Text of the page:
Posted by: Dave Neads | December 12, 2007

Winter Beds In the ARK


“Sounds  like we’ve had snow”, I thought as I awoke this morning. There is nothing like the hush that falls over the wilderness after a fresh covering of snow. Our house is quiet anyway; no furnace fans, no freezer or refrigerator noises, just the odd ticking of the wood heater as the steel body heats and cools.

No, the primeval silence that spreads across the land after a big snow is different. It has a special quality of snugness, of cocooning, that is unique.

We live in a valley on the western edge of the ARK, about a third of the way up the northern slope so we have a good southern exposure. The toe of the ridge has a little hollow in it and that is where we built our house. We are nestled into the land just enough that the winter winds blow over the roof, not directly at us.

I think of our own little niche in this micro-climate and think of the way all our neighbours in this wild place–the moose, deer, coyotes, whiskeyjacks–have their niches as well. They’re usually under the protective skirts of a spruce thicket or the broad arms of old growth firs which truly act as roofs to keep the snow off their beds.

Winter refuge is the secret to living in the ARK and, just like we do, the animals gravitate to specific winter ranges to find protection, warmer places, forage and comfort. These ranges are found in the valley systems of the ARK and in times of heavy snow or cold these special places, hidden in little pieces of wetland or clumped on a south facing dry slope, mean the difference between surviving or being starved by deep snow or killed by extreme temperatures.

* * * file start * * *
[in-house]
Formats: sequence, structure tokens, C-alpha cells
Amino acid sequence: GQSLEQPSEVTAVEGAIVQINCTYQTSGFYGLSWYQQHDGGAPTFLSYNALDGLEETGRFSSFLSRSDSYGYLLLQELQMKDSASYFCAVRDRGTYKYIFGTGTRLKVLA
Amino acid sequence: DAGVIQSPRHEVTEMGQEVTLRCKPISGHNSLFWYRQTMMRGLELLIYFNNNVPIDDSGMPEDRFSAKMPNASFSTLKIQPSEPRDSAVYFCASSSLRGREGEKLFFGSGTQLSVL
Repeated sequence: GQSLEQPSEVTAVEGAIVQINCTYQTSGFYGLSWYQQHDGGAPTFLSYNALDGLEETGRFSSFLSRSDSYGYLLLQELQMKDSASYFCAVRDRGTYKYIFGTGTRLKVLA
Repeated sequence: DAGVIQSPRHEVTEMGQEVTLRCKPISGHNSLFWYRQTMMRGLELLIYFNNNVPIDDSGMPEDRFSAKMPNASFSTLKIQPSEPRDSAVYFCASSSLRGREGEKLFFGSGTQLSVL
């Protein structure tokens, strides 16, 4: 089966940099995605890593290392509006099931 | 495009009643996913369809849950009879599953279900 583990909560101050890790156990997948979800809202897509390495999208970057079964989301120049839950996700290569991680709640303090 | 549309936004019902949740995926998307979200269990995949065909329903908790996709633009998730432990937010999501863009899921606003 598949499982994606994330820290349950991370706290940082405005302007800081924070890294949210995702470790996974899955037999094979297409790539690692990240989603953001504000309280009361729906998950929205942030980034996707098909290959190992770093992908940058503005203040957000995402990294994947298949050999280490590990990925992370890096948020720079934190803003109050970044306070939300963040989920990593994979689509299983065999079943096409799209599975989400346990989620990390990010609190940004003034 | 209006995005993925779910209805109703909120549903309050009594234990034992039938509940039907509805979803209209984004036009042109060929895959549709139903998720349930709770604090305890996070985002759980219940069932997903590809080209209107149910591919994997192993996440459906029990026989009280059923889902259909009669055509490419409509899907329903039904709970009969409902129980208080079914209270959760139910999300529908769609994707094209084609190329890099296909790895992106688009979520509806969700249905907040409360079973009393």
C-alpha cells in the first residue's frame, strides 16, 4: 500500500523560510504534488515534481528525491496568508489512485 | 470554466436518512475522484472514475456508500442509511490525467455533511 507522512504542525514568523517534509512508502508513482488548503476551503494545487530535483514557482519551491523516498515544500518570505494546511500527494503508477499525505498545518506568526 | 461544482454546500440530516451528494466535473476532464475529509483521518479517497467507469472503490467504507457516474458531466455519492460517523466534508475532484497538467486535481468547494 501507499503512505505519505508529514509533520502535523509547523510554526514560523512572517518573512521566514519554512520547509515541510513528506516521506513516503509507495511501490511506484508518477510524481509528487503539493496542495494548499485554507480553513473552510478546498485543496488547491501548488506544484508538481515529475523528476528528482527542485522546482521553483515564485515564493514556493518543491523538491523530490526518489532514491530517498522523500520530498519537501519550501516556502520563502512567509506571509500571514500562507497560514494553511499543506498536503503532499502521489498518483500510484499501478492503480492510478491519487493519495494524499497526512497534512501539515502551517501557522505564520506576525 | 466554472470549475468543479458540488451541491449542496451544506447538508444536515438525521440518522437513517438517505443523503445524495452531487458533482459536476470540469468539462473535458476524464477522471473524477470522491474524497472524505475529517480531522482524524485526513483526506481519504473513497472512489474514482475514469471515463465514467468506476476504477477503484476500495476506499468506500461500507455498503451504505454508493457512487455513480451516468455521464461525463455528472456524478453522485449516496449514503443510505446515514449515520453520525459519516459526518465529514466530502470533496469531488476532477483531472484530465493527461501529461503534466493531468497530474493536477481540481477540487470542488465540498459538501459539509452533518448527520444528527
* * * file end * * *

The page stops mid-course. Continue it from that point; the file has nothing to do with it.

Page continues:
This is the wisdom of the wild: Learn the secret places, learn to use what the ecosystem and the climate provide, learn to hole up when you need to and learn to exist in the world around you.


Winter Bed


  1. I’d love to see a pic of your snowfall!

  2. I think that living with snow is one of the defining elements of being a Canadian.

    Another blogger just posted a picture of winter in Montreal and, although I have not been there for many years, I felt a longing and a familiarity for the city where I grew up.

    The snow there was not like winter I experienced in other places I’ve lived, like Toronto and Winnipeg.

    Here on the west coast, I have learned to ski in the backcountry, to build igloos, and to enjoy being away from all urban places. If you know how to manage the cold and the conditions, snow is wonderful, dramatic and always changing. A warm home, far from a road, buried in deep snow, is a treat that I have experience only once. Thanks for conjuring up these images.

  3. Okay…..

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